Caudle

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A caudle is a British thickened and sweetened alcoholic hot drink, somewhat like eggnog. It was popular in the Middle Ages for its supposed medicinal properties.

Origin[edit]

The OED cites the use of the word to 1297. The earliest surviving recipe, from 1300–1325, is simply a list of ingredients: wine, wheat starch, raisins, and sugar to "abate the strength of the wine".[1] In a description of an initiation ceremony at Merton College, Oxford in 1647, caudle is described as a "syrupy gruel with spices and wine or ale added".[2]

Recipes[edit]

Another recipe from the late 14th century has more ingredients and more details on the cooking procedure: mix breadcrumbs, wine, sugar or honey, and saffron, bring to a boil, then thicken with egg yolks, and sprinkle with salt, sugar, and ginger.[3][4] A 15th-century English cookbook includes three caudle recipes: ale or wine is heated and thickened with egg yolks and/or ground almonds, then optionally spiced with sugar, honey, saffron, and/or ginger (one recipe specifically says "no salt").[5] William Carew Hazlitt provides a number of recipes for caudles and possets in his book, Old Cookery Books and Ancient Cuisine.[6]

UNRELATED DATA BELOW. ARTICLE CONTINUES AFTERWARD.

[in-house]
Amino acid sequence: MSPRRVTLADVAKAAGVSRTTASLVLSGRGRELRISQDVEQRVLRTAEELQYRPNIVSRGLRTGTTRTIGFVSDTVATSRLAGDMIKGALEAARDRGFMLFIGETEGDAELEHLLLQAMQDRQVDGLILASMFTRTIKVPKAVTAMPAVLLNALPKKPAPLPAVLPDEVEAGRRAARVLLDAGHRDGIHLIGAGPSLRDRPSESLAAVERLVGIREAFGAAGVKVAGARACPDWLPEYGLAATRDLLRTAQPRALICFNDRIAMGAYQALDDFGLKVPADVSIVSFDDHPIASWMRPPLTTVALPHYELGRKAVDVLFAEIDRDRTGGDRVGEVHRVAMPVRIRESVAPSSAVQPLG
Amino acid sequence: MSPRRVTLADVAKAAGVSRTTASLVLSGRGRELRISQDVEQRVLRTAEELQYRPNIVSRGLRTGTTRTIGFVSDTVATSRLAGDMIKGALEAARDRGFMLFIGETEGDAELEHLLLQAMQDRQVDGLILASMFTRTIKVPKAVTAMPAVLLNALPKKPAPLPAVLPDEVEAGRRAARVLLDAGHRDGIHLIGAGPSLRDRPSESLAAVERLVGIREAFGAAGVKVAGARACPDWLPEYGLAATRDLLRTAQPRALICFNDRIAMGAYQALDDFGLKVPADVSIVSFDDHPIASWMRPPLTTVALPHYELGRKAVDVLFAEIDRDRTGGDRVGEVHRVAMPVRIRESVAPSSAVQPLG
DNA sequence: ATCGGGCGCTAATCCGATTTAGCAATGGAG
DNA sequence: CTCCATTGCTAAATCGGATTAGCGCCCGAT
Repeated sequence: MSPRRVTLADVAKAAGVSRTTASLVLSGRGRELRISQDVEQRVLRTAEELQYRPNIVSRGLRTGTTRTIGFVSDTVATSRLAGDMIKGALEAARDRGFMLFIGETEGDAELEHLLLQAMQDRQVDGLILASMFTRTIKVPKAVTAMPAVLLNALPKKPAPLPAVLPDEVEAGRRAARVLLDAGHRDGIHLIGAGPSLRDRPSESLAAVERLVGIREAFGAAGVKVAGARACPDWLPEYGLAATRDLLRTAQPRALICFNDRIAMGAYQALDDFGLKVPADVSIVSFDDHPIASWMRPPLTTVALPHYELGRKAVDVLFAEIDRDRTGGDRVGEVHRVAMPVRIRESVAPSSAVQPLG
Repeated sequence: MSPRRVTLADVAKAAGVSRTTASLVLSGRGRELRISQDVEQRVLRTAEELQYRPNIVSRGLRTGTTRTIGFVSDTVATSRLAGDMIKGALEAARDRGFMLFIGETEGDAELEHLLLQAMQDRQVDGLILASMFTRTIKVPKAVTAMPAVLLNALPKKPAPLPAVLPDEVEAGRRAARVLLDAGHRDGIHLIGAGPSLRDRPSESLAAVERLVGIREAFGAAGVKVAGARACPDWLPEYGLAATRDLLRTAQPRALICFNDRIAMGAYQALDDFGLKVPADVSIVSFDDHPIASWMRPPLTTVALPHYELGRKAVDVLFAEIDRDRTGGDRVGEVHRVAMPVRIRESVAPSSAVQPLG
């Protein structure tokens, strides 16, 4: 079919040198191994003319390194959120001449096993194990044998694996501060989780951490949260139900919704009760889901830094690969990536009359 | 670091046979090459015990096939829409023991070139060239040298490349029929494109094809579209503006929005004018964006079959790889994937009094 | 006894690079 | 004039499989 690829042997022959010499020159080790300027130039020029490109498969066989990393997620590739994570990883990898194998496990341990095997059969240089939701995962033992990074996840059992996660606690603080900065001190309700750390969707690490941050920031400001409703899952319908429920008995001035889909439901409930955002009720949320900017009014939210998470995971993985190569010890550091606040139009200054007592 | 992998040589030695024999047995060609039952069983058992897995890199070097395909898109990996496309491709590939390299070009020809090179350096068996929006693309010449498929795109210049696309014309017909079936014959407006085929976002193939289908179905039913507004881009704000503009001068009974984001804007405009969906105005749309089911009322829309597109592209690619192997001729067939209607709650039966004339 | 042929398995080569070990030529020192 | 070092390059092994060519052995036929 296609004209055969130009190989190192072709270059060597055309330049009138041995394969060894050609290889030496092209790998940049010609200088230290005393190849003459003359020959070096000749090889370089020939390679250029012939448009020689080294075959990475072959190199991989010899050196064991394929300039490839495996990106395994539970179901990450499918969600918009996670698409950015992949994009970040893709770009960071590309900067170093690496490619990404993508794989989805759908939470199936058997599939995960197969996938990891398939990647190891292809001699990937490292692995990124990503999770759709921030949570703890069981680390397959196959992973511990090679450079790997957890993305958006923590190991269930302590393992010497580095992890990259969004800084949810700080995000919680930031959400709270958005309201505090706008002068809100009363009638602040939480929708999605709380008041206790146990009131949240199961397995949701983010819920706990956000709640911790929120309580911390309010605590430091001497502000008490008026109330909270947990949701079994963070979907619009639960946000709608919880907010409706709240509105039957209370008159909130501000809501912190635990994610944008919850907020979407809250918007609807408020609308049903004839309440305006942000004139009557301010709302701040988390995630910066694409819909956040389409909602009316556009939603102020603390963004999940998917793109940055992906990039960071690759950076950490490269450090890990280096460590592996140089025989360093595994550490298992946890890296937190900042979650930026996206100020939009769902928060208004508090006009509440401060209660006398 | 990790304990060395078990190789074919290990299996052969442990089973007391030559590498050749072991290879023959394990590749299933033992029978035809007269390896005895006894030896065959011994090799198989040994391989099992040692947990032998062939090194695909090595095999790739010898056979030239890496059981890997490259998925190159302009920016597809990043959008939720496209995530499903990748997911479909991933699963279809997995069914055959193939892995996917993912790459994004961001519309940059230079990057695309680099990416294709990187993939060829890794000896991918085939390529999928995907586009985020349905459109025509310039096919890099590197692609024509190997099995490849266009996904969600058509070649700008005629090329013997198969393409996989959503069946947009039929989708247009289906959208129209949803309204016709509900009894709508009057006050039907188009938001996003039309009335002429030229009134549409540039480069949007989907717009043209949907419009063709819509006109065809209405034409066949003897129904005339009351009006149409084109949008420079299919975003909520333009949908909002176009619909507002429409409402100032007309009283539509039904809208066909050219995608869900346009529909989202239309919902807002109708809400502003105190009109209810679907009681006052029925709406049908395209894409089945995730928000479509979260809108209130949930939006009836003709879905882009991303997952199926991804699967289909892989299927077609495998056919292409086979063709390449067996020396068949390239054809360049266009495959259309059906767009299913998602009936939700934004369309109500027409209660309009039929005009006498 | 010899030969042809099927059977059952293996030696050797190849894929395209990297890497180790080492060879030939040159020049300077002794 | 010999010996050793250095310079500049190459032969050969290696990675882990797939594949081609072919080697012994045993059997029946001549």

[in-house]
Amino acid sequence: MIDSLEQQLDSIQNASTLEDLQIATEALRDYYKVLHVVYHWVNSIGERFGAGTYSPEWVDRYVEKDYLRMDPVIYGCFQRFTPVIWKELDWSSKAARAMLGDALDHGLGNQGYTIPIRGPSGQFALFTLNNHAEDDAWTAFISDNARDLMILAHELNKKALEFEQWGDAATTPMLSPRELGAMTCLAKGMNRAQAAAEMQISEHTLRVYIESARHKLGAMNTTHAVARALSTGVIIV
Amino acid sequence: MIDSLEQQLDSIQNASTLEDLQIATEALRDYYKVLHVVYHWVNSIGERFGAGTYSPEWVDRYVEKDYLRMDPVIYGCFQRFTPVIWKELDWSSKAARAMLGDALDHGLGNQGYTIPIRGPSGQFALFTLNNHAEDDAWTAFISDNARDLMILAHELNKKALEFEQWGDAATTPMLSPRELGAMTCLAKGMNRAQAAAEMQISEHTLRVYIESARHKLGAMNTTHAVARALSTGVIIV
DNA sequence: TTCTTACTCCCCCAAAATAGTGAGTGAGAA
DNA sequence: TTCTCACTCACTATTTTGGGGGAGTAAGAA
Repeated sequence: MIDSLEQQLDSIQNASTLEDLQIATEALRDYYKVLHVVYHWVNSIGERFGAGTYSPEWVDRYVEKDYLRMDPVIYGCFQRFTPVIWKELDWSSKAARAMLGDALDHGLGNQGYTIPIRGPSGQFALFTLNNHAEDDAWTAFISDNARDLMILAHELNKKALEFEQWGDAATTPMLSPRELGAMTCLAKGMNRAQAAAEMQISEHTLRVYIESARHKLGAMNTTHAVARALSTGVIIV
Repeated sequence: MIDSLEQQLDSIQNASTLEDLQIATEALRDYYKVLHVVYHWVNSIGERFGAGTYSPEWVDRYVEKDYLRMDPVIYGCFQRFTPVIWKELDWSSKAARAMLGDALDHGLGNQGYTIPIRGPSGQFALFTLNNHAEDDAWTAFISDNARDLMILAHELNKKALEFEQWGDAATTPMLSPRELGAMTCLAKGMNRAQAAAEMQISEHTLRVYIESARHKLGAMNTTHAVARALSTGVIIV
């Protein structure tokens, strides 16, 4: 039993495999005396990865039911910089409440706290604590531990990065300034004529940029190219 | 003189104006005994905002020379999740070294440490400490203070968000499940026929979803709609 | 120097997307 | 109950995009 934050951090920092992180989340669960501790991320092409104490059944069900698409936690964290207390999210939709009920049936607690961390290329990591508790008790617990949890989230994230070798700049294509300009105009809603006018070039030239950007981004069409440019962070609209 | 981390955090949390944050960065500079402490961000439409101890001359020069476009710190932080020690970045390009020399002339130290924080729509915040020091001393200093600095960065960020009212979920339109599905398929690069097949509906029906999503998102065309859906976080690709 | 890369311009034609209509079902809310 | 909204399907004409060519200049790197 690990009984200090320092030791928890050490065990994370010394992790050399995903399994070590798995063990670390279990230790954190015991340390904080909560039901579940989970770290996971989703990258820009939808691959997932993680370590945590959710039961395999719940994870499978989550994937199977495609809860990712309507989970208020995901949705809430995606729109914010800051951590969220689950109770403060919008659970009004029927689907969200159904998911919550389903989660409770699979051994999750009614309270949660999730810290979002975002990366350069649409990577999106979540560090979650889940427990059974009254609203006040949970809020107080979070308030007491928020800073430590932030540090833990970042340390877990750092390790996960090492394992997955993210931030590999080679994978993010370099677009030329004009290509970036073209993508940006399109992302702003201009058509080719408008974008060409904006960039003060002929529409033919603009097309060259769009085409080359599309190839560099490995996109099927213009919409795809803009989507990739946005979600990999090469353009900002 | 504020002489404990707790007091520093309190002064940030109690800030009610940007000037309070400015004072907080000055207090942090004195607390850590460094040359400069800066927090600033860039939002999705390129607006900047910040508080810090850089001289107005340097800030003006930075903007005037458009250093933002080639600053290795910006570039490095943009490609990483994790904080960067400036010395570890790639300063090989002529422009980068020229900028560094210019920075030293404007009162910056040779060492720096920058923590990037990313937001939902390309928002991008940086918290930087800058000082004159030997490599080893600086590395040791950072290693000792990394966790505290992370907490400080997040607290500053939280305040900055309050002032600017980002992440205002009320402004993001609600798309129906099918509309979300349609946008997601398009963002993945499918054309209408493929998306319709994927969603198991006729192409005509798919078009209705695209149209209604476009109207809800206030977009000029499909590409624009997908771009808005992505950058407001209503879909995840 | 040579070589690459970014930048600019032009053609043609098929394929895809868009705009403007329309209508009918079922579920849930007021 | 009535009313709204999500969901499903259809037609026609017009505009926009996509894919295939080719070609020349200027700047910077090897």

A related recipe for skyr appears in the early 13th century.[7]

Encyclopædia Britannica 1911 describes it as "a drink of warm gruel, mixed with spice and wine, formerly given to women in childbed".[8]

Etymology[edit]

The word caudle came into Middle English via the Old North French word caudel, ultimately derived from Latin caldus, "warm".[9] The Encyclopædia Britannica 1911 states the word derived from Medieval Latin caldellum, a diminutive of caldum, a warm drink, from calidus, hot.[8]

See also[edit]

Notes[edit]

  1. ^ Hieatt and Butler 1985, p. 45, Item 5.
  2. ^ Olmert 1996, p. 174.
  3. ^ Hieatt and Butler 1985, Item 43.
  4. ^ Austin 1888.
  5. ^ Hieatt and Pensado 1988, Items 83, 84 and 139.
  6. ^ Hazlitt 1886.
  7. ^ Grewe and Hieatt 2001, p. 42.
  8. ^ a b Wikisource-logo.svg Chisholm, Hugh, ed. (1911). "Caudle". Encyclopædia Britannica (11th ed.). Cambridge University Press. 
  9. ^ Harper.

References[edit]